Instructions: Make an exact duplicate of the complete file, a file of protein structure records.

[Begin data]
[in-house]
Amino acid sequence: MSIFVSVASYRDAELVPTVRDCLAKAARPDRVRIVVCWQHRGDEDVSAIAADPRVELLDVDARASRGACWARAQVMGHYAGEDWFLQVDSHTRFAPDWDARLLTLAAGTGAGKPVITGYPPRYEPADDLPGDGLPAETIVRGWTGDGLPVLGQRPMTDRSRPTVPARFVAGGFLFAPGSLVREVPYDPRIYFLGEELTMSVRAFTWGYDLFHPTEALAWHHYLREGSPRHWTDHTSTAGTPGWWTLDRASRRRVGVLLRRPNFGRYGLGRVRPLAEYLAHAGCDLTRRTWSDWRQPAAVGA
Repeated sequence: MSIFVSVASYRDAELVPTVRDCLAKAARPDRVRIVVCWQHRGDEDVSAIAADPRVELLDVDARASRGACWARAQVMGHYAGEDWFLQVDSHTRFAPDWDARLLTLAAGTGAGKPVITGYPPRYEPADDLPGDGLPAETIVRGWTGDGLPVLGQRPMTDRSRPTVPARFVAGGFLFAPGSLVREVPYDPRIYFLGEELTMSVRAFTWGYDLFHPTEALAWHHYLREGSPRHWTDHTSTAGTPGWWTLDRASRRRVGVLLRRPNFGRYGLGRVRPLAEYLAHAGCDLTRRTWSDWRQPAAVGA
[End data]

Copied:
[in-house]
Amino acid sequence: MSIFVSVASYRDAELVPTVRDCLAKAARPDRVRIVVCWQHRGDEDVSAIAADPRVELLDVDARASRGACWARAQVMGHYAGEDWFLQVDSHTRFAPDWDARLLTLAAGTGAGKPVITGYPPRYEPADDLPGDGLPAETIVRGWTGDGLPVLGQRPMTDRSRPTVPARFVAGGFLFAPGSLVREVPYDPRIYFLGEELTMSVRAFTWGYDLFHPTEALAWHHYLREGSPRHWTDHTSTAGTPGWWTLDRASRRRVGVLLRRPNFGRYGLGRVRPLAEYLAHAGCDLTRRTWSDWRQPAAVGA
Repeated sequence: MSIFVSVASYRDAELVPTVRDCLAKAARPDRVRIVVCWQHRGDEDVSAIAADPRVELLDVDARASRGACWARAQVMGHYAGEDWFLQVDSHTRFAPDWDARLLTLAAGTGAGKPVITGYPPRYEPADDLPGDGLPAETIVRGWTGDGLPVLGQRPMTDRSRPTVPARFVAGGFLFAPGSLVREVPYDPRIYFLGEELTMSVRAFTWGYDLFHPTEALAWHHYLREGSPRHWTDHTSTAGTPGWWTLDRASRRRVGVLLRRPNFGRYGLGRVRPLAEYLAHAGCDLTRRTWSDWRQPAAVGA